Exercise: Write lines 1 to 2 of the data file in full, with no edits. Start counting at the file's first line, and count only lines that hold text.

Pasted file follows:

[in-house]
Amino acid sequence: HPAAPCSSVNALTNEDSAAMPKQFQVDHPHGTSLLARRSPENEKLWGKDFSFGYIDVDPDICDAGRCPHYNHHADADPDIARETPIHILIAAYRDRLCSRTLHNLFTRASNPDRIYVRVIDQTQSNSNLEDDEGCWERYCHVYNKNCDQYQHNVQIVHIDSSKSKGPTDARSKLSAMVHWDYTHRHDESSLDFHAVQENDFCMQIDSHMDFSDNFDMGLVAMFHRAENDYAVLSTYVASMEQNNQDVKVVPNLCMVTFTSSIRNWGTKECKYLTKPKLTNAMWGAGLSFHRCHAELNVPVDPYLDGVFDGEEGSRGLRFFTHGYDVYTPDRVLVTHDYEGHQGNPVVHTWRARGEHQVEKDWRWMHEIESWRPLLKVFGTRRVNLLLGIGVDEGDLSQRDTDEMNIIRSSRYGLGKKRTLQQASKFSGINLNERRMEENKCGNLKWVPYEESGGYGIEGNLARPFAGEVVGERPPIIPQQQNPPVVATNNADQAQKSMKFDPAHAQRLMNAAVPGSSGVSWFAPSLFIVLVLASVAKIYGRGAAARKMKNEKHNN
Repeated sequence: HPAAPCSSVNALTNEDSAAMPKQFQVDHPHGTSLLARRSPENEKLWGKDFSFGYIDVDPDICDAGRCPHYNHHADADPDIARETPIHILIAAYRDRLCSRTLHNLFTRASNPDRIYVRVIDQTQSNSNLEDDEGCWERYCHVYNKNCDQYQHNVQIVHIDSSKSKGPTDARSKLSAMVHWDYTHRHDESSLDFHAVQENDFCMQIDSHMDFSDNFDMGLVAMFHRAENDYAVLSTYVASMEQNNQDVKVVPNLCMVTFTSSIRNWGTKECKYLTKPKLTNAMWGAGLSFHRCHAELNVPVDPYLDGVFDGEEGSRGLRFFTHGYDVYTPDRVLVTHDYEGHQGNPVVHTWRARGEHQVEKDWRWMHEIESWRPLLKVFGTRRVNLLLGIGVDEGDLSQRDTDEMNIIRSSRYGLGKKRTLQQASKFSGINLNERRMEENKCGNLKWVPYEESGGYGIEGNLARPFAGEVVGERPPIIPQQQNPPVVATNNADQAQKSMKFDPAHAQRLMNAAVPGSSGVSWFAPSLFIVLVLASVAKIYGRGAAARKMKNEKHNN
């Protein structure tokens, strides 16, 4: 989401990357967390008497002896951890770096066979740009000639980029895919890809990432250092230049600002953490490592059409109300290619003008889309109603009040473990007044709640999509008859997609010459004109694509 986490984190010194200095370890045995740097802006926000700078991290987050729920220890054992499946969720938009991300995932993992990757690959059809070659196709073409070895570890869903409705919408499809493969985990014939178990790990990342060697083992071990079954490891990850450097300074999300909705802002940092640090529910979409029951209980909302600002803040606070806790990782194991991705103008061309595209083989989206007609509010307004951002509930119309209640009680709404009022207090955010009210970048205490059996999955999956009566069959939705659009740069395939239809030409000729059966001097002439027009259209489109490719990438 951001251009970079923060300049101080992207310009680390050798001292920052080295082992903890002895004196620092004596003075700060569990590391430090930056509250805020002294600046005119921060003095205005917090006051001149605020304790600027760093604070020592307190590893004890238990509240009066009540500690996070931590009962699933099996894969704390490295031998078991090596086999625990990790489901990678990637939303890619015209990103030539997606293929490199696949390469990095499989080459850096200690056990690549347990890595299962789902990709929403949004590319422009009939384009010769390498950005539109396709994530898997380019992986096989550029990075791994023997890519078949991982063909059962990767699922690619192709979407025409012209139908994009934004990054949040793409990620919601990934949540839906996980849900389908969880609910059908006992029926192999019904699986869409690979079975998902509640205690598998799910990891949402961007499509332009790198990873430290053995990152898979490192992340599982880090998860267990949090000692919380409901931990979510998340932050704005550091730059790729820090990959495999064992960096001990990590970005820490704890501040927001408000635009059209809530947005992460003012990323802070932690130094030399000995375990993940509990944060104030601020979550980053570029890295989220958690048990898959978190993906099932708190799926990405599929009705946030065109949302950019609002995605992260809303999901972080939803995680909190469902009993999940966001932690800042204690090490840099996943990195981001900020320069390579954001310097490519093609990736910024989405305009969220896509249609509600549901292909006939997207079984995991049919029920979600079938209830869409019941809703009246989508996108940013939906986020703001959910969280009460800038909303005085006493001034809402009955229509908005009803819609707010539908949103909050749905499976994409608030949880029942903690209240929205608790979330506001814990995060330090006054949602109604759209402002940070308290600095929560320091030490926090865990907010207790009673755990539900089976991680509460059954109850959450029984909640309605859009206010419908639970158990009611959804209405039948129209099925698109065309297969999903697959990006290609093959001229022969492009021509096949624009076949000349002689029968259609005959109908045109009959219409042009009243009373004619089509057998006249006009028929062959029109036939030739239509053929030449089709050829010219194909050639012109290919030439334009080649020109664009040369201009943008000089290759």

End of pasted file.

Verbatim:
[in-house]
Amino acid sequence: HPAAPCSSVNALTNEDSAAMPKQFQVDHPHGTSLLARRSPENEKLWGKDFSFGYIDVDPDICDAGRCPHYNHHADADPDIARETPIHILIAAYRDRLCSRTLHNLFTRASNPDRIYVRVIDQTQSNSNLEDDEGCWERYCHVYNKNCDQYQHNVQIVHIDSSKSKGPTDARSKLSAMVHWDYTHRHDESSLDFHAVQENDFCMQIDSHMDFSDNFDMGLVAMFHRAENDYAVLSTYVASMEQNNQDVKVVPNLCMVTFTSSIRNWGTKECKYLTKPKLTNAMWGAGLSFHRCHAELNVPVDPYLDGVFDGEEGSRGLRFFTHGYDVYTPDRVLVTHDYEGHQGNPVVHTWRARGEHQVEKDWRWMHEIESWRPLLKVFGTRRVNLLLGIGVDEGDLSQRDTDEMNIIRSSRYGLGKKRTLQQASKFSGINLNERRMEENKCGNLKWVPYEESGGYGIEGNLARPFAGEVVGERPPIIPQQQNPPVVATNNADQAQKSMKFDPAHAQRLMNAAVPGSSGVSWFAPSLFIVLVLASVAKIYGRGAAARKMKNEKHNN